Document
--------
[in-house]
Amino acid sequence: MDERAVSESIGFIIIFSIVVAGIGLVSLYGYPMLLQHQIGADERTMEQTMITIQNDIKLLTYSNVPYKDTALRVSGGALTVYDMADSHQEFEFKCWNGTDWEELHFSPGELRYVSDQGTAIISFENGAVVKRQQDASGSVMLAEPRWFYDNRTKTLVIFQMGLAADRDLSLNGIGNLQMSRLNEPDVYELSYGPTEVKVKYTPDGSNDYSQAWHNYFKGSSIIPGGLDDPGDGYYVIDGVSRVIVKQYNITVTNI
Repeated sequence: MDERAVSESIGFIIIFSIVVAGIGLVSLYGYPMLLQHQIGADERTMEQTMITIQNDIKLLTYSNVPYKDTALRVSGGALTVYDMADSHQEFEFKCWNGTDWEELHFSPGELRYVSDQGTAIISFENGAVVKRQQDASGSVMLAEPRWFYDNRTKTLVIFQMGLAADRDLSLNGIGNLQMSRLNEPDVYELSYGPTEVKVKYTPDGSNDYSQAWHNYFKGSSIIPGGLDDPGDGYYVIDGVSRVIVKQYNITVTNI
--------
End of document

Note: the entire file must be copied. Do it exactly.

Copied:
[in-house]
Amino acid sequence: MDERAVSESIGFIIIFSIVVAGIGLVSLYGYPMLLQHQIGADERTMEQTMITIQNDIKLLTYSNVPYKDTALRVSGGALTVYDMADSHQEFEFKCWNGTDWEELHFSPGELRYVSDQGTAIISFENGAVVKRQQDASGSVMLAEPRWFYDNRTKTLVIFQMGLAADRDLSLNGIGNLQMSRLNEPDVYELSYGPTEVKVKYTPDGSNDYSQAWHNYFKGSSIIPGGLDDPGDGYYVIDGVSRVIVKQYNITVTNI
Repeated sequence: MDERAVSESIGFIIIFSIVVAGIGLVSLYGYPMLLQHQIGADERTMEQTMITIQNDIKLLTYSNVPYKDTALRVSGGALTVYDMADSHQEFEFKCWNGTDWEELHFSPGELRYVSDQGTAIISFENGAVVKRQQDASGSVMLAEPRWFYDNRTKTLVIFQMGLAADRDLSLNGIGNLQMSRLNEPDVYELSYGPTEVKVKYTPDGSNDYSQAWHNYFKGSSIIPGGLDDPGDGYYVIDGVSRVIVKQYNITVTNI